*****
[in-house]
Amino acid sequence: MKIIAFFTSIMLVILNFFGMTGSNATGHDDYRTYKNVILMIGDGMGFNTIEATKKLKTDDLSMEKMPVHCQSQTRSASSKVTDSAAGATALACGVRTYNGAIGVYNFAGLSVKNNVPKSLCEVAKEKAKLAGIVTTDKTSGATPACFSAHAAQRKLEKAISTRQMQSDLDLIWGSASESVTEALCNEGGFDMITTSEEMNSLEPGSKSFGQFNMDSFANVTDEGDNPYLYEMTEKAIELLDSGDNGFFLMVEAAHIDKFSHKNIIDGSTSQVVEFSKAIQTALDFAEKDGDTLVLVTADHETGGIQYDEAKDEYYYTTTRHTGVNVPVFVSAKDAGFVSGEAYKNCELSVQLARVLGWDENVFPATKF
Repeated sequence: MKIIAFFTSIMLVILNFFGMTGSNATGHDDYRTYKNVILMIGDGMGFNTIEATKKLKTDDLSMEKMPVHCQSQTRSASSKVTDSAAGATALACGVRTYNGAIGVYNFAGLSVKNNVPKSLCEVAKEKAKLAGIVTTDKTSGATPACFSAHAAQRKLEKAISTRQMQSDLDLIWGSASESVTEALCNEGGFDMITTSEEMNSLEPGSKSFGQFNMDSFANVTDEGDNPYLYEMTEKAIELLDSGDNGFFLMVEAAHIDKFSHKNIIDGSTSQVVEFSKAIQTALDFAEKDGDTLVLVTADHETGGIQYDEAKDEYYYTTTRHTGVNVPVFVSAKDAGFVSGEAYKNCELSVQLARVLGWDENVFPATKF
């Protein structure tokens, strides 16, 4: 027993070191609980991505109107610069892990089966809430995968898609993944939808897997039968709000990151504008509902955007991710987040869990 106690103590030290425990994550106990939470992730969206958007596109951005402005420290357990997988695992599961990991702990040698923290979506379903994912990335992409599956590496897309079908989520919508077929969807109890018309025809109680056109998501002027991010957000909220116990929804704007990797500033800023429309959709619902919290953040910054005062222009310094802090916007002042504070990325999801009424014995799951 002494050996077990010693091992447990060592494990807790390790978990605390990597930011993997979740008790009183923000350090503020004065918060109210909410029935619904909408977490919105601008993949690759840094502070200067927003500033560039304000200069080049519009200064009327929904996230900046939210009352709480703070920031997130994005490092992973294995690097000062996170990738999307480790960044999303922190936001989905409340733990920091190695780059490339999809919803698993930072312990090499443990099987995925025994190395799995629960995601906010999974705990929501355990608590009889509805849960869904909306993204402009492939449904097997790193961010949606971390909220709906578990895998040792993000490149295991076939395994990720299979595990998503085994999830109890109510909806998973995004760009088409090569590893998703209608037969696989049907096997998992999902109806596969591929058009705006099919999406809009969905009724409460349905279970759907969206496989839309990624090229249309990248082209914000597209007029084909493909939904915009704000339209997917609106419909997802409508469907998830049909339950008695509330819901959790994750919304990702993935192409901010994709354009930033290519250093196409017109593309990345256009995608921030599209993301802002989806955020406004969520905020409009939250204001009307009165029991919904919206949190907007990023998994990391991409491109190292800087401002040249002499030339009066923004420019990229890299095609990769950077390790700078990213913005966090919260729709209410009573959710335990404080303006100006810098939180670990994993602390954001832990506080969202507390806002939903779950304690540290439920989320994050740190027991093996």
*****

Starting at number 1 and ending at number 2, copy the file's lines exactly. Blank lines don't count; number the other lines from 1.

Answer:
[in-house]
Amino acid sequence: MKIIAFFTSIMLVILNFFGMTGSNATGHDDYRTYKNVILMIGDGMGFNTIEATKKLKTDDLSMEKMPVHCQSQTRSASSKVTDSAAGATALACGVRTYNGAIGVYNFAGLSVKNNVPKSLCEVAKEKAKLAGIVTTDKTSGATPACFSAHAAQRKLEKAISTRQMQSDLDLIWGSASESVTEALCNEGGFDMITTSEEMNSLEPGSKSFGQFNMDSFANVTDEGDNPYLYEMTEKAIELLDSGDNGFFLMVEAAHIDKFSHKNIIDGSTSQVVEFSKAIQTALDFAEKDGDTLVLVTADHETGGIQYDEAKDEYYYTTTRHTGVNVPVFVSAKDAGFVSGEAYKNCELSVQLARVLGWDENVFPATKF